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Brain dynamics in spider-phobic individuals exposed to phobia-relevant and other emotional stimuli.
Emotion. 2009 Jun; 9(3):306-15.E

Abstract

Dense sensor event-related brain potentials were measured in participants with spider phobia and nonfearful controls during viewing of phobia-relevant spider and standard emotional (pleasant, unpleasant, neutral) pictures. Irrespective of the picture content, spider phobia participants responded with larger P1 amplitudes than controls, suggesting increased vigilance in this group. Furthermore, spider phobia participants showed a significantly enlarged early posterior negativity (EPN) and late positive potential (LPP) during the encoding of phobia-relevant pictures compared to nonfearful controls. No group differences were observed for standard emotional materials indicating that these effects were specific to phobia-relevant material. Within group comparisons of the spider phobia group, though, revealed comparable EPN and LPP evoked by spider pictures and emotional (unpleasant and pleasant) picture contents. These results demonstrate a temporal unfolding in perceptual processing from unspecific vigilance (P1) to preferential responding (EPN and LPP) to phobia-relevant materials in the spider phobia group. However, at the level of early stimulus processing, these effects of increased attention seem to be related to emotional relevance of the stimulus cues rather than reflecting a fear-specific response.

Authors+Show Affiliations

Department of Biological and Clinical Psychology, University of Greifswald. psyjmi@univ.gda.plNo affiliation info availableNo affiliation info availableNo affiliation info availableNo affiliation info availableNo affiliation info available

Pub Type(s)

Journal Article
Research Support, Non-U.S. Gov't

Language

eng

PubMed ID

19485608

Citation

Michalowski, Jaroslaw M., et al. "Brain Dynamics in Spider-phobic Individuals Exposed to Phobia-relevant and Other Emotional Stimuli." Emotion (Washington, D.C.), vol. 9, no. 3, 2009, pp. 306-15.
Michalowski JM, Melzig CA, Weike AI, et al. Brain dynamics in spider-phobic individuals exposed to phobia-relevant and other emotional stimuli. Emotion. 2009;9(3):306-15.
Michalowski, J. M., Melzig, C. A., Weike, A. I., Stockburger, J., Schupp, H. T., & Hamm, A. O. (2009). Brain dynamics in spider-phobic individuals exposed to phobia-relevant and other emotional stimuli. Emotion (Washington, D.C.), 9(3), 306-15. https://doi.org/10.1037/a0015550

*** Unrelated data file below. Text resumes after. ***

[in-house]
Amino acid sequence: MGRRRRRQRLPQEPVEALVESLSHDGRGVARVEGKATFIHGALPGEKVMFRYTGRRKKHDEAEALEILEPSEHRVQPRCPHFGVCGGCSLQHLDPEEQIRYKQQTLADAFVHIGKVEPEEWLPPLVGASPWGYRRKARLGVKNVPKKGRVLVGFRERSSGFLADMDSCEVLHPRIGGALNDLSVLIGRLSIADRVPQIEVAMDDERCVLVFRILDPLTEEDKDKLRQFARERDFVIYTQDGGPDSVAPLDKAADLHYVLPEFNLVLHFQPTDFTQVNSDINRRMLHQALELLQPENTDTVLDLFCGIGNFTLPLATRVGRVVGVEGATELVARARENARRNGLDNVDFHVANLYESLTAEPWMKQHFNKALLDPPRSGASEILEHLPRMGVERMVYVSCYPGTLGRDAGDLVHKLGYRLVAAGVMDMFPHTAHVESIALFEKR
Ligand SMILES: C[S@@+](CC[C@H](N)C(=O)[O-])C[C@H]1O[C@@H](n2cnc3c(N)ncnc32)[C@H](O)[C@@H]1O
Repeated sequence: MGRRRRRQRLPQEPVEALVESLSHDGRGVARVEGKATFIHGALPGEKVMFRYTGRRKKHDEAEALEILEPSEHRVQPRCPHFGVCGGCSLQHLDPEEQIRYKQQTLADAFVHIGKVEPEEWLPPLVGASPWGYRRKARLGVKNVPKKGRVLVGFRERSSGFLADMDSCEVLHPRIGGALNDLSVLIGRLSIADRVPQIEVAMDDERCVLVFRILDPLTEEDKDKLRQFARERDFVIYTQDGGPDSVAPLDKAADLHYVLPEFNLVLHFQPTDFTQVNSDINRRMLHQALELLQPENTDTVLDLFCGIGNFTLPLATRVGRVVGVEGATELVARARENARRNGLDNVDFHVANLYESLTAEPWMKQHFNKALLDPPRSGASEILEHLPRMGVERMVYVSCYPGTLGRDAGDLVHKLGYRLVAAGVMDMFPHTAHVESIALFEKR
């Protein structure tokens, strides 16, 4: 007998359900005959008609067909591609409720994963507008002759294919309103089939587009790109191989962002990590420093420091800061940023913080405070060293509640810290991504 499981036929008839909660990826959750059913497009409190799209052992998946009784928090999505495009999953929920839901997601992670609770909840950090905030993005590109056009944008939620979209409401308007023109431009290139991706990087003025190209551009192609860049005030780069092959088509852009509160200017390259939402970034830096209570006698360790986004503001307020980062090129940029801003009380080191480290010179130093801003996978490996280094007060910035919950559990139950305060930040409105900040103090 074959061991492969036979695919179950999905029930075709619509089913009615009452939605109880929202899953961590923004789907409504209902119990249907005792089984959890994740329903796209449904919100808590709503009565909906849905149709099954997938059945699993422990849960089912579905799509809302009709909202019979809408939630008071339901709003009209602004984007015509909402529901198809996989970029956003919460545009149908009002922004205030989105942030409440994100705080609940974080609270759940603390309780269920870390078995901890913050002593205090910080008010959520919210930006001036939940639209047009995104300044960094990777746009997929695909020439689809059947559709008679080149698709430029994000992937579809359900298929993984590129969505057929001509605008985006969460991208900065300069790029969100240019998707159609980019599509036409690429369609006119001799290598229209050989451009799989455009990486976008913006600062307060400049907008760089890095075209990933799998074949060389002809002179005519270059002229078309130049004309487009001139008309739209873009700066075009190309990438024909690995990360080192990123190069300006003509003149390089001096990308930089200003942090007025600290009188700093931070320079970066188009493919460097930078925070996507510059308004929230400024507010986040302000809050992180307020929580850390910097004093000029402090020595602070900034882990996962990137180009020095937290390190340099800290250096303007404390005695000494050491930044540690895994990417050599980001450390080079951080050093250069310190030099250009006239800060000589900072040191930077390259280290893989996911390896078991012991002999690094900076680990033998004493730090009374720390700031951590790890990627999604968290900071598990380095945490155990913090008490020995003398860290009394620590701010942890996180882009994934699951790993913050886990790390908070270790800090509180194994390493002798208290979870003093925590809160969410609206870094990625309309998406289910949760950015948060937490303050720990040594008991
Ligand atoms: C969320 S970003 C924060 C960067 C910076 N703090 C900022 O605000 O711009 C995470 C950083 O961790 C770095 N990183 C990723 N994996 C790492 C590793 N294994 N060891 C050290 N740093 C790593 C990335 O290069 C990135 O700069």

Michalowski JM, et al. Brain Dynamics in Spider-phobic Individuals Exposed to Phobia-relevant and Other Emotional Stimuli. Emotion. 2009;9(3):306-15. PubMed PMID: 19485608.
* Article titles in AMA citation format should be in sentence-case
TY - JOUR T1 - Brain dynamics in spider-phobic individuals exposed to phobia-relevant and other emotional stimuli. AU - Michalowski,Jaroslaw M, AU - Melzig,Christiane A, AU - Weike,Almut I, AU - Stockburger,Jessica, AU - Schupp,Harald T, AU - Hamm,Alfons O, PY - 2009/6/3/entrez PY - 2009/6/3/pubmed PY - 2009/7/16/medline SP - 306 EP - 15 JF - Emotion (Washington, D.C.) JO - Emotion VL - 9 IS - 3 N2 - Dense sensor event-related brain potentials were measured in participants with spider phobia and nonfearful controls during viewing of phobia-relevant spider and standard emotional (pleasant, unpleasant, neutral) pictures. Irrespective of the picture content, spider phobia participants responded with larger P1 amplitudes than controls, suggesting increased vigilance in this group. Furthermore, spider phobia participants showed a significantly enlarged early posterior negativity (EPN) and late positive potential (LPP) during the encoding of phobia-relevant pictures compared to nonfearful controls. No group differences were observed for standard emotional materials indicating that these effects were specific to phobia-relevant material. Within group comparisons of the spider phobia group, though, revealed comparable EPN and LPP evoked by spider pictures and emotional (unpleasant and pleasant) picture contents. These results demonstrate a temporal unfolding in perceptual processing from unspecific vigilance (P1) to preferential responding (EPN and LPP) to phobia-relevant materials in the spider phobia group. However, at the level of early stimulus processing, these effects of increased attention seem to be related to emotional relevance of the stimulus cues rather than reflecting a fear-specific response. SN - 1528-3542 UR - https://www.unboundmedicine.com/medline/citation/19485608/Brain_dynamics_in_spider_phobic_individuals_exposed_to_phobia_relevant_and_other_emotional_stimuli_ L2 - http://content.apa.org/journals/emo/9/3/306 DB - PRIME DP - Unbound Medicine ER -